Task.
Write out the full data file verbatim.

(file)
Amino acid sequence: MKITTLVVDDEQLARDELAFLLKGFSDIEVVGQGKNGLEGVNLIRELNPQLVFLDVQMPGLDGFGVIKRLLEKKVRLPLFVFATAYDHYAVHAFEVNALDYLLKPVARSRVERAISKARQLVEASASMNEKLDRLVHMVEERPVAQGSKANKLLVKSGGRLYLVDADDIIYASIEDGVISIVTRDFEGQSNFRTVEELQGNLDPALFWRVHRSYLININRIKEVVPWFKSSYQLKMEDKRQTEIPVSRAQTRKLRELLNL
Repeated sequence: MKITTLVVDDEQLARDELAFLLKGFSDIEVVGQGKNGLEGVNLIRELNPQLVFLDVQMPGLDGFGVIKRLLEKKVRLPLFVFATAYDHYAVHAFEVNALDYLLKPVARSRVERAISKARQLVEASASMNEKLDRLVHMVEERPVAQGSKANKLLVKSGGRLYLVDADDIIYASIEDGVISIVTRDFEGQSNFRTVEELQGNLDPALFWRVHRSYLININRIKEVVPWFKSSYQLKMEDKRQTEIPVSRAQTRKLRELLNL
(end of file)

Amino acid sequence: MKITTLVVDDEQLARDELAFLLKGFSDIEVVGQGKNGLEGVNLIRELNPQLVFLDVQMPGLDGFGVIKRLLEKKVRLPLFVFATAYDHYAVHAFEVNALDYLLKPVARSRVERAISKARQLVEASASMNEKLDRLVHMVEERPVAQGSKANKLLVKSGGRLYLVDADDIIYASIEDGVISIVTRDFEGQSNFRTVEELQGNLDPALFWRVHRSYLININRIKEVVPWFKSSYQLKMEDKRQTEIPVSRAQTRKLRELLNL
Repeated sequence: MKITTLVVDDEQLARDELAFLLKGFSDIEVVGQGKNGLEGVNLIRELNPQLVFLDVQMPGLDGFGVIKRLLEKKVRLPLFVFATAYDHYAVHAFEVNALDYLLKPVARSRVERAISKARQLVEASASMNEKLDRLVHMVEERPVAQGSKANKLLVKSGGRLYLVDADDIIYASIEDGVISIVTRDFEGQSNFRTVEELQGNLDPALFWRVHRSYLININRIKEVVPWFKSSYQLKMEDKRQTEIPVSRAQTRKLRELLNL